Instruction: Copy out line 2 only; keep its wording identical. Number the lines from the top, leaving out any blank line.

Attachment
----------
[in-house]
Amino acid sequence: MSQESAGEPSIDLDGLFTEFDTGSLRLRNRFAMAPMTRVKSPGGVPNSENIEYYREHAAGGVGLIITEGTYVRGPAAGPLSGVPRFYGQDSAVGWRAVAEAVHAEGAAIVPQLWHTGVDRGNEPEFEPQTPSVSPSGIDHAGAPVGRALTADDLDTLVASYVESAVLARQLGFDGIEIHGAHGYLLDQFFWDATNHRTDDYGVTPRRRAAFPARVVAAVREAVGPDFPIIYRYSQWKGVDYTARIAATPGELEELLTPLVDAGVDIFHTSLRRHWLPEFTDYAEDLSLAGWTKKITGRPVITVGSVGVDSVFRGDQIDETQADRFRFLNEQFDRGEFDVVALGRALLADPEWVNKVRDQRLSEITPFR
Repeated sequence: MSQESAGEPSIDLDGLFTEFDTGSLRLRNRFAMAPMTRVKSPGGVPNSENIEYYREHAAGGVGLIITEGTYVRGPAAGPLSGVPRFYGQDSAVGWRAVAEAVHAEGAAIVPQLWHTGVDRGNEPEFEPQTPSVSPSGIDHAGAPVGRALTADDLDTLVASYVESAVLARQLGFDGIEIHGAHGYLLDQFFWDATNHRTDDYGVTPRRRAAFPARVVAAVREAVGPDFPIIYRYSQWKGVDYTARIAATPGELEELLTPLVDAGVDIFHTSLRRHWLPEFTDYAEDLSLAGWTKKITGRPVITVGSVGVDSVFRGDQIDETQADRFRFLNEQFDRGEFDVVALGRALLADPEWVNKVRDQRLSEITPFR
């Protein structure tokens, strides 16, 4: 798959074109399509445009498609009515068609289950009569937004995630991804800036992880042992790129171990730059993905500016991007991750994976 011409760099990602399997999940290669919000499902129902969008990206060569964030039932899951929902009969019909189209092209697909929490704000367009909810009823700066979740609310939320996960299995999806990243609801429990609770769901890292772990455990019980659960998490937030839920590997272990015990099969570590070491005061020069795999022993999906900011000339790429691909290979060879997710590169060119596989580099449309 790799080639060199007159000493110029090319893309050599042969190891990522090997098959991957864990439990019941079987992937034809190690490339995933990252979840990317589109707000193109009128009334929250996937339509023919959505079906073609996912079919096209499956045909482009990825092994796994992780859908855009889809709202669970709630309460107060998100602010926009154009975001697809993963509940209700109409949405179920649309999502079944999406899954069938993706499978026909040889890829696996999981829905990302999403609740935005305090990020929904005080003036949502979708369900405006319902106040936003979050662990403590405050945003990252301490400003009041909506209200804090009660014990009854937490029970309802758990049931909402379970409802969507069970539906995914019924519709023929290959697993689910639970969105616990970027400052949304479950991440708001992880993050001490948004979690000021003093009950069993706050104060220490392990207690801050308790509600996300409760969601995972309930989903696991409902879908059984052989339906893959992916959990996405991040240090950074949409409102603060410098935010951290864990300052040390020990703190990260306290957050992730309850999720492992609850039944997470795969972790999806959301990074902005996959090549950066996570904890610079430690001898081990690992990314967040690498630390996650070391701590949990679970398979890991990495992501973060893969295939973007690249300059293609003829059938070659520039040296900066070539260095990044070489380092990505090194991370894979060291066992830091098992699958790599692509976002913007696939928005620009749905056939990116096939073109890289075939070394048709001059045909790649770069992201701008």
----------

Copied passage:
Amino acid sequence: MSQESAGEPSIDLDGLFTEFDTGSLRLRNRFAMAPMTRVKSPGGVPNSENIEYYREHAAGGVGLIITEGTYVRGPAAGPLSGVPRFYGQDSAVGWRAVAEAVHAEGAAIVPQLWHTGVDRGNEPEFEPQTPSVSPSGIDHAGAPVGRALTADDLDTLVASYVESAVLARQLGFDGIEIHGAHGYLLDQFFWDATNHRTDDYGVTPRRRAAFPARVVAAVREAVGPDFPIIYRYSQWKGVDYTARIAATPGELEELLTPLVDAGVDIFHTSLRRHWLPEFTDYAEDLSLAGWTKKITGRPVITVGSVGVDSVFRGDQIDETQADRFRFLNEQFDRGEFDVVALGRALLADPEWVNKVRDQRLSEITPFR